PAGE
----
Being an Effective Communicator
Much has been written on the importance of effective communication for success in our jobs and our personal relationships. Communication touches every aspect of what we do in a given day. We communicate verbally, in written format and non-verbally in our body language throughout the day. If we do so much of it, how is it that we make so many mistakes at it?
The problem starts with our approach. We are so focused on delivering a message that we do not always think of the personality, gender or culture of the receiver of the message when we compose our thoughts and transmit. We approach others and choose words based on our personal life experience and communication style and expect the receiver to understand exactly what we’re ‘trying’ to say leaving us extremely frustrated when ‘they don’t get it’. Secondly, we filter and ‘listen’ to their response based on our personal interpretation of what they say, often not actually hearing the message being passed as we’re too tuned in to the internal dialogue in our own heads – “I don’t agree with him there, I know he’s wrong”.
We’re left wondering why a person is being so difficult and perceive that they are deliberately not listening to us. We think we’re making perfect sense and are clear in our words and delivery. Belief and perception become reality and we now have a full blown conflict between both parties based on our inability to communicate. Sound familiar?
If all of that wasn’t complex enough, add to our challenge the complexity of the world we now live in. With globalization and the ease and availability of multiple levels of communication channels for us to speak to one another, many of us have an even greater communication challenge. Today’s organization expects us to be able to communicate well regardless of gender, culture or age and is judging our capabilities and performance based on our success in communicating effectively.
The whole point of communication is to express ideas in a clear, concise and easily understood manner to a variety of audiences. If half of our problem is our approach, let’s look at some solutions to improve our communication capabilities:
1. Become Self-Aware. Be open to feedback. Are you getting your message across or only being understood by people like yourself? What is your tone? How do you think you are being perceived? What is your body language saying? Get feedback from your friends or peers and learn about their perception of your abilities.
2. Gender. Men use more “report talk” and are more direct in their style. Women often adapt this approach in business in order to be able to be understood but naturally are more inclined to use communication to build relationships and familiarity. Before you speak, look at the person you’re speaking with to gauge their natural style.
3. Non-verbal language. Watch their body language – do they look interested? Are their arms crossed or body pointing away from you? Stop, Look, Listen to their body language and alter the tone and content of your message so they start “hearing” you.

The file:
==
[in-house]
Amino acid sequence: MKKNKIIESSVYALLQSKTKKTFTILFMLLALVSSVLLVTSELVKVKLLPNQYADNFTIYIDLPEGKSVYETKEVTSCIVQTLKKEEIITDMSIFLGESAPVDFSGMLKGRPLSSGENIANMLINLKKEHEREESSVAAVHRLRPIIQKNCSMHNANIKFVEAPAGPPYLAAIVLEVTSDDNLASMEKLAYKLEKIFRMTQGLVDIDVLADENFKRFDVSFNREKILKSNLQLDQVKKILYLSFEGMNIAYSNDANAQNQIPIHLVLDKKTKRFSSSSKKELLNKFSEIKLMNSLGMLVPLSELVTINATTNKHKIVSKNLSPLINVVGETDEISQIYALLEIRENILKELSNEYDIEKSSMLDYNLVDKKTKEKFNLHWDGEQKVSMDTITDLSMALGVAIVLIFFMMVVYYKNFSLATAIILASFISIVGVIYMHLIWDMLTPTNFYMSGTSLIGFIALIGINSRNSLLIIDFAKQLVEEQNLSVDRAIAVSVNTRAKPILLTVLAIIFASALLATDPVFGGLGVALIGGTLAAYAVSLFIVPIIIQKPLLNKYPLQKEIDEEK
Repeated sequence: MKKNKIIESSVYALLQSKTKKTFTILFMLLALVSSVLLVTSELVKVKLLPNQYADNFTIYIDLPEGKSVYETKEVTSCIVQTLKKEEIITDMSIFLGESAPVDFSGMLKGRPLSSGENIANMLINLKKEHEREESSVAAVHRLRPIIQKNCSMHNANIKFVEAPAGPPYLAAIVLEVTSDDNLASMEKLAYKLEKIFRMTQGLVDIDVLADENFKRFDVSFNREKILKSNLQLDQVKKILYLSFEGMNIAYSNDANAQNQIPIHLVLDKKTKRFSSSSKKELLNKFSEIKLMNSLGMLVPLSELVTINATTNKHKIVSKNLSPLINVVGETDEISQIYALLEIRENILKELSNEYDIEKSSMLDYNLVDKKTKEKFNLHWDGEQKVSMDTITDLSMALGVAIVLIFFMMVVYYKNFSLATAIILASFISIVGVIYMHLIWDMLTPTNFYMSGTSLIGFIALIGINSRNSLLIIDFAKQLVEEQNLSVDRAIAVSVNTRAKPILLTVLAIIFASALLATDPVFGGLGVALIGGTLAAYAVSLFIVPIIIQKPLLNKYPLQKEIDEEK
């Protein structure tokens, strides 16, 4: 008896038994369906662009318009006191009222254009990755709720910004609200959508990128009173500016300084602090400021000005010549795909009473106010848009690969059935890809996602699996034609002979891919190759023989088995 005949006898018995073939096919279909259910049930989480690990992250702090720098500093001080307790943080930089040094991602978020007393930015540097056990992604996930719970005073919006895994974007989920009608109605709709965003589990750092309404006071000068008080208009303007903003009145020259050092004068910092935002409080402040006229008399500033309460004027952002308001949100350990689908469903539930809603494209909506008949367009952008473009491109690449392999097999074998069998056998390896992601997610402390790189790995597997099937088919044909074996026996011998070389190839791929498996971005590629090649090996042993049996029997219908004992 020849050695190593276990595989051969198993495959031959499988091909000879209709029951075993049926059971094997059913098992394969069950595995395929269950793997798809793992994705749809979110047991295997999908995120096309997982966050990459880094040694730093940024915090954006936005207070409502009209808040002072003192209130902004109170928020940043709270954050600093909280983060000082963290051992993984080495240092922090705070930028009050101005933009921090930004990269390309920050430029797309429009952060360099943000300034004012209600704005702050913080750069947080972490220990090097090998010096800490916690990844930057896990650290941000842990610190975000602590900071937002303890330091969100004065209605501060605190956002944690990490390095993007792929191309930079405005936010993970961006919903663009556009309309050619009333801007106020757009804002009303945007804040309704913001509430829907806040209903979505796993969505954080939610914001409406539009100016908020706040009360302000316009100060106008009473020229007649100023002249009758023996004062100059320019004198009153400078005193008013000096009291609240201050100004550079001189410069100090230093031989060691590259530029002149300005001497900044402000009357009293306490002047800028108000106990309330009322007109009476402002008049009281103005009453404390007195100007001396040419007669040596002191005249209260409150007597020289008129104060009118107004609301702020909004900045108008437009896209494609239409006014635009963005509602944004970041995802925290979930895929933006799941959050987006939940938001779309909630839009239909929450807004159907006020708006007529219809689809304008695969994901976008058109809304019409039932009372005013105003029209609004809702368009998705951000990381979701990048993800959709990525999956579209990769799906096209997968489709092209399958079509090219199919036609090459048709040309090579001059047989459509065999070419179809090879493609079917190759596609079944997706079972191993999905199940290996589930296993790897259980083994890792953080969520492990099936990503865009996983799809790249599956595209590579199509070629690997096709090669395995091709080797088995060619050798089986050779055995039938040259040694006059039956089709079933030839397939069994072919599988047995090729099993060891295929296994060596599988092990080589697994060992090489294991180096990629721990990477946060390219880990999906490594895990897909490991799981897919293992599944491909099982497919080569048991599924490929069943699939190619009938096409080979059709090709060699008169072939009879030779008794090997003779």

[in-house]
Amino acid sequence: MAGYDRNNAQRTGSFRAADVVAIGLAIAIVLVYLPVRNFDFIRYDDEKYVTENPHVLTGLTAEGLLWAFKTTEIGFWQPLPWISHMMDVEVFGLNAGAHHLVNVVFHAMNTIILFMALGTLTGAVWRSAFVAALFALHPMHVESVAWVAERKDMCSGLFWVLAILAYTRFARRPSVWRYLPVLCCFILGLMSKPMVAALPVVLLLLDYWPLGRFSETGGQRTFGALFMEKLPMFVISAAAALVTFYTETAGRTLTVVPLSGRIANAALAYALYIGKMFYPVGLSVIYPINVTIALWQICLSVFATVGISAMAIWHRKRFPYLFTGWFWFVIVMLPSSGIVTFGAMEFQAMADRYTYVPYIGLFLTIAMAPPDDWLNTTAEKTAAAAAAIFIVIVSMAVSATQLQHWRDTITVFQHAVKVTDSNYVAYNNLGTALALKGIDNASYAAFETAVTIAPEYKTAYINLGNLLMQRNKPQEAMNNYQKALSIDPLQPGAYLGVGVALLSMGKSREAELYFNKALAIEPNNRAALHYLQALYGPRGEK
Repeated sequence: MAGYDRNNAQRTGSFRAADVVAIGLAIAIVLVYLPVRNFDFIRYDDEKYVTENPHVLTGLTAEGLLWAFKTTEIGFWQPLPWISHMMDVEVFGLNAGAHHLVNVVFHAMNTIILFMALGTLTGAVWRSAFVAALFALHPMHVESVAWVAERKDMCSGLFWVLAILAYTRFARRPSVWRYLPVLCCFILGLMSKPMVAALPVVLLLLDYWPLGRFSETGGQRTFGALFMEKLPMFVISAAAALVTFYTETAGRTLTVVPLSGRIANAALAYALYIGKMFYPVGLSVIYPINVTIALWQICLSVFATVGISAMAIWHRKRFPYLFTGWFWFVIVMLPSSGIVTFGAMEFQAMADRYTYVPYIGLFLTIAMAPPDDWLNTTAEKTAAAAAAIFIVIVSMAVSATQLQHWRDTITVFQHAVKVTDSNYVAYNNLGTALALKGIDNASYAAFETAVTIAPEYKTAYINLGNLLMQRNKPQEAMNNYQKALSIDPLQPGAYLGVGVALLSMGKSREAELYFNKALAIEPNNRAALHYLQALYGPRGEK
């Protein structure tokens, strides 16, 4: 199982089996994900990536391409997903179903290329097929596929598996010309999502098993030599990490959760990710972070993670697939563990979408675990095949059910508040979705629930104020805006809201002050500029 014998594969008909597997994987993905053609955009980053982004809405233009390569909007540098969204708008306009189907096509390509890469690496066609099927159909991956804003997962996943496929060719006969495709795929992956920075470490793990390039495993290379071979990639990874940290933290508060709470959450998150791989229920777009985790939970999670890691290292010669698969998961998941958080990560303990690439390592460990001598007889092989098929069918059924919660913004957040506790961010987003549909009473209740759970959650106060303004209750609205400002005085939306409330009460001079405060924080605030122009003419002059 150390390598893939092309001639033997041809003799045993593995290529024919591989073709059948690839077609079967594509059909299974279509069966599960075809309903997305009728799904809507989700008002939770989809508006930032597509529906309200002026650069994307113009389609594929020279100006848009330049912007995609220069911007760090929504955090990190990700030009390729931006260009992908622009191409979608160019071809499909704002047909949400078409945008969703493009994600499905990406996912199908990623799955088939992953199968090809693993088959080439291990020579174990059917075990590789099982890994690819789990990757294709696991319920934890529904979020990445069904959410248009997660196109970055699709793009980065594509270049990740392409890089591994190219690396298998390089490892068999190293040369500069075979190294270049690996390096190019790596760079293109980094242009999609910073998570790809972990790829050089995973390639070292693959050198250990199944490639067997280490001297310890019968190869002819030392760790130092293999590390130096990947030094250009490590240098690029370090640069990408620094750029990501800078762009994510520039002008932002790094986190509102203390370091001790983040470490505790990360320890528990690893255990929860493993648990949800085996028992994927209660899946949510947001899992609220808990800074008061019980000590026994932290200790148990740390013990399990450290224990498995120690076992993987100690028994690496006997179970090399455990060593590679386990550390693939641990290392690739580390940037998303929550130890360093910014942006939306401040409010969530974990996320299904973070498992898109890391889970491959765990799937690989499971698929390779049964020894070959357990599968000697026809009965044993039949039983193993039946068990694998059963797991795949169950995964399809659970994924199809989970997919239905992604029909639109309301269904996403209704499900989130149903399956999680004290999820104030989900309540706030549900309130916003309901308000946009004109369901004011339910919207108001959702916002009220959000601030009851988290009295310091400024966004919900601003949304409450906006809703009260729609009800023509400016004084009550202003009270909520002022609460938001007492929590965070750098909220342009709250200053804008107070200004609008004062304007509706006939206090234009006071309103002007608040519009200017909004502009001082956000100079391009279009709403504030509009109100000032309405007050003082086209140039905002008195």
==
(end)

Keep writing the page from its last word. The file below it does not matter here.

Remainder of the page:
4. Cultural. Remember, the language you’re communicating in may not be their mother tongue or yours. Are you using too many words? Words with multiple meanings? Is your tone appropriate? The more we learn about each other’s culture, the more effective we will communicate. Ask questions about their experiences and culture. Get to know each other. People love to talk about themselves and will be happy to educate you.
5. Age. The key here is respect. We all want to be respected for our opinion no matter if we are young or old. None of us has the perfect answer and not one of us is always right. If you’re young, don’t assume someone older hasn’t considered your solution before. If you’re older, listen to hear a new approach.
6. Selective Listening: Have you ever had someone completely ignore a whole block of your communication? Perhaps it was your parent, spouse or co-worker. Think about yourself. Have you ever done this to one of your friends or colleagues? Selective listening is a common communication breakdown that happens when we select and screen out information that we are receiving. We may be doing it because we’ve already formulated our response in our head and have therefore stopped listening to the other person. It may also be due to the fact that we completely disagree with the other person’s viewpoint or perhaps they have challenged a decision that we have made which threatens our experience, beliefs and values. When you encounter a communication breakdown with someone, stop speaking and ask yourself this - are they really listening? Are you?
7. Tailor to the Individual. We all need to become more aware of our communication style and tailor our approach to the individual to be effective. Think of the individual’s culture, age, personality, communication style, gender, format and timing of your message. Learn to be more adaptable to match their needs and ‘switch styles’ to each person to communicate effectively.
Contributed by Nancy Fortner, the managing director of Fortner Consulting and spoke on the topic of communication at the SIM Professional Development’s Women Leadership Forum 2010 last month.